Last month, I wrote about Technicolor's "4K Image Certification" program, which is designed to identify and recognize products that excel at upscaling 1080p to near-native UHD quality. This is critical for the burgeoning UHD market, since there will be very little native-4K content available to consumers for quite some time. Yesterday, I got to see a demonstration of the first video-processing chip to receive the Technicolor certification, the VTV-1222 from Marseille Networks, and I have to say, I was very impressed.
The demo was held at Technicolor's Hollywood offices on the lot of the Sunset Gower Studios. Two Sony XBR-55X900A UHDTVs were set up side by side, calibrated to look and measure as close to identical as possible.
First up was a demo loop played from a high-powered Windows computer with two HDMI outputs, both of which were sending UHD to the TVs. The last part of the loop was a comparison of native 4K and upscaled 1080p. Native 4K footage of a cowboy silhouetted against the sunset had been downscaled to 1080p, then upscaled to UHD using the Marseille processor and encoded in H.264. The upscaled file was played on one screen while the unprocessed 4K footage (also encoded in H.264) was played on the other screen.
It was nearly impossible to tell which was which, at least from a normal viewing distance. When I got up close, I did see a bit of edge-enhancement ringing around the stalks of grass in the upscaled footage, which was not visible in the native 4K image. I wish they had used different footage—there wasn't all that much fine detail in the image as it was. Still, the end result was pretty impressive.
Next, we looked at the output from two Sony BDP-S790 Blu-ray players—one with its UHD upscaler enabled and connected directly to one of the TVs, and the other with its upscaler disabled and passing its 1080p signal through a Marseille processor on a circuit board (seen here) on its way to the other display. With copies of Baraka in each player and using one remote, jumping to specific chapters synchronized the playback quite effectively.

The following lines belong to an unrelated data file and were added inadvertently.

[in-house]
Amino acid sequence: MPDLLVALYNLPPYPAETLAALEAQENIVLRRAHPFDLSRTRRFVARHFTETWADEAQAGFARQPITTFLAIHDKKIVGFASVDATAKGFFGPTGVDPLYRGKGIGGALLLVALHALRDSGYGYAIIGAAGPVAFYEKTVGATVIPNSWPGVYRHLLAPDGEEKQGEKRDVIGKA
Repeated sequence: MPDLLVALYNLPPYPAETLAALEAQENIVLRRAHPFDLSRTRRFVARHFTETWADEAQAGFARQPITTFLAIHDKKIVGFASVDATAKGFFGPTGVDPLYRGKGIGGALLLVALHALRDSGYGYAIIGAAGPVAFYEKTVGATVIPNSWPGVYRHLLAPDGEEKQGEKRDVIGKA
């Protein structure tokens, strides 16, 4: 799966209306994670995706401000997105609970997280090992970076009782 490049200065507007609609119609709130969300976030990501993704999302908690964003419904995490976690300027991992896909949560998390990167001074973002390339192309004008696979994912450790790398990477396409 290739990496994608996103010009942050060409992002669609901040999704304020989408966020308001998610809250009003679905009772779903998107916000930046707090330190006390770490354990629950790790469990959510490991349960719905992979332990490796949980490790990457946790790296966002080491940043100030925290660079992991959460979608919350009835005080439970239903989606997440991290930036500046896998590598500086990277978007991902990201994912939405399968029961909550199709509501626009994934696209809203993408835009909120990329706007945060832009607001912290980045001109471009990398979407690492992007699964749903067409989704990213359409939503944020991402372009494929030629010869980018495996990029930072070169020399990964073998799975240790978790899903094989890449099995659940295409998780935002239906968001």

In each scene, it was immediately apparent that the Marseille processor was doing a better job—there was simply more detail in its image than in the image upscaled by the Sony player. For example, in this scene of the Muslim Hajj (the annual pilgrimage to Mecca in which the faithful walk around the Ka'aba counter-clockwise seven times), the individual people were much more distinct and well-defined in the Marseille image, and I saw no hint of ringing or other artifacts, even up close. I realize it's difficult if not impossible to see this in a small photo, but it was obvious on the screens.
Finally, we looked at an Oppo BDP-105 Blu-ray player with its two HDMI outputs, which can be set so that one of them outputs upscaled UHD and the other outputs 1080p. The purpose of this demo was to compare the Oppo's Marvell Qdeo upscaler and the Marseille chip processing the text of the player's user interface, which is generated at 1080p, unlike some other players that generate the UI at a lower resolution.
As you can clearly see in the composite photo above, the Oppo's internal scaler (on the left) leaves lots of jaggies in the letters, while the Marseille processor (on the right) smoothes out the letters much more effectively.
In addition to the demo, I learned a few things about the VTV-122x family of video processors, which includes the VTV-1221, 1222, and 1223; the only difference between them is in their I/O configuration. As illustrated in the diagram above, the chip accepts an HDMI 1.4b input, applies a variety of processing modules—including noise reduction, detail enhancement, edge correction (jaggie reduction), and color space and formatting as well as UHD upconversion—and outputs an HDMI 1.4b signal. The chip has its own CPU and requires no external memory, and it introduces no perceptible latency.
The incoming signal is analyzed on a per-pixel basis, and the strength of each processing module within the chip is adjusted accordingly in real time. This context-adaptive processing, which Marseille calls UVD (Ultra Visual Detail), allows each part of the image to be processed independently, rather than applying the same processing to the entire image equally. In addition, each processing module is highly programmable, allowing manufacturers to set the strength of each one as they wish, and to provide the end user with as much—or as little—control over each one as they see fit.
The first product to incorporate the Marseille chip is the BDX6400 Blu-ray/media player from Toshiba, which I plan to take a close look at as soon as I can. Meanwhile, I'm sure we'll see other Blu-ray players, media streamers, AV receivers, set-top boxes, and maybe even TVs with this chip and Technicolor's "4K Image Certified" logo at CES 2014, if not sooner. I, for one, can't wait!